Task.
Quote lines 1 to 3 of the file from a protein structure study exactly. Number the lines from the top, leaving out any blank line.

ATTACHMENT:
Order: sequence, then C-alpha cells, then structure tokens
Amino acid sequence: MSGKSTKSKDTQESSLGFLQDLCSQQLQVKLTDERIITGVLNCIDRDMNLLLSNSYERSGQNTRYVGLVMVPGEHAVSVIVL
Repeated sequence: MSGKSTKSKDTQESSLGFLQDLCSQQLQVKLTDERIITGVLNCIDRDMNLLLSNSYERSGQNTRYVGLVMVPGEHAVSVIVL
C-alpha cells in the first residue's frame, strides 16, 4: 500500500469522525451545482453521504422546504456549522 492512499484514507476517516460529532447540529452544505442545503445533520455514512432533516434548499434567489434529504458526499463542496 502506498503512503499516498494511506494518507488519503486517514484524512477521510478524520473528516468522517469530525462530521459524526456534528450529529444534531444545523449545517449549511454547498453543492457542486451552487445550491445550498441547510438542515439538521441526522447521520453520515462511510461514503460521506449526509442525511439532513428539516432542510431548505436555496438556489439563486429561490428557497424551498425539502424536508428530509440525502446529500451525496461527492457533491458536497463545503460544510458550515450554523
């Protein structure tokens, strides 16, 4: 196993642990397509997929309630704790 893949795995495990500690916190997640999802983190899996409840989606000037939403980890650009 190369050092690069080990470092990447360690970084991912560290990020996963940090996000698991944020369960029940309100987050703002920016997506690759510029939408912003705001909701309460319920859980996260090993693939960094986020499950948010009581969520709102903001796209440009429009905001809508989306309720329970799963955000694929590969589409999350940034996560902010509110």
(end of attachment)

Order: sequence, then C-alpha cells, then structure tokens
Amino acid sequence: MSGKSTKSKDTQESSLGFLQDLCSQQLQVKLTDERIITGVLNCIDRDMNLLLSNSYERSGQNTRYVGLVMVPGEHAVSVIVL
Repeated sequence: MSGKSTKSKDTQESSLGFLQDLCSQQLQVKLTDERIITGVLNCIDRDMNLLLSNSYERSGQNTRYVGLVMVPGEHAVSVIVL